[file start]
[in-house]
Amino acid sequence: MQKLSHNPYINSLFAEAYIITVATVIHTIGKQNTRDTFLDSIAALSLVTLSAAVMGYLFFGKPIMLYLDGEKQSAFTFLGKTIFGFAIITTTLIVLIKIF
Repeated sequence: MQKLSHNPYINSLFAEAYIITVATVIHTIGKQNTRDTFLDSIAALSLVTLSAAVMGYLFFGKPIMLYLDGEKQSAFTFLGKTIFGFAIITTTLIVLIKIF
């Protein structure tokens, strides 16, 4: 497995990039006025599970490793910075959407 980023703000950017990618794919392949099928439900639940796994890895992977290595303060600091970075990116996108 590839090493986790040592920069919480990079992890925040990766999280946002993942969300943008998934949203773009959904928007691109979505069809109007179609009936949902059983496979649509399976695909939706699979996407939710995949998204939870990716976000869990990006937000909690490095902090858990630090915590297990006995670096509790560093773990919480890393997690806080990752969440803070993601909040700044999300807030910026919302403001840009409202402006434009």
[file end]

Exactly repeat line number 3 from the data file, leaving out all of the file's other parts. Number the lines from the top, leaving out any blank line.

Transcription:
Repeated sequence: MQKLSHNPYINSLFAEAYIITVATVIHTIGKQNTRDTFLDSIAALSLVTLSAAVMGYLFFGKPIMLYLDGEKQSAFTFLGKTIFGFAIITTTLIVLIKIF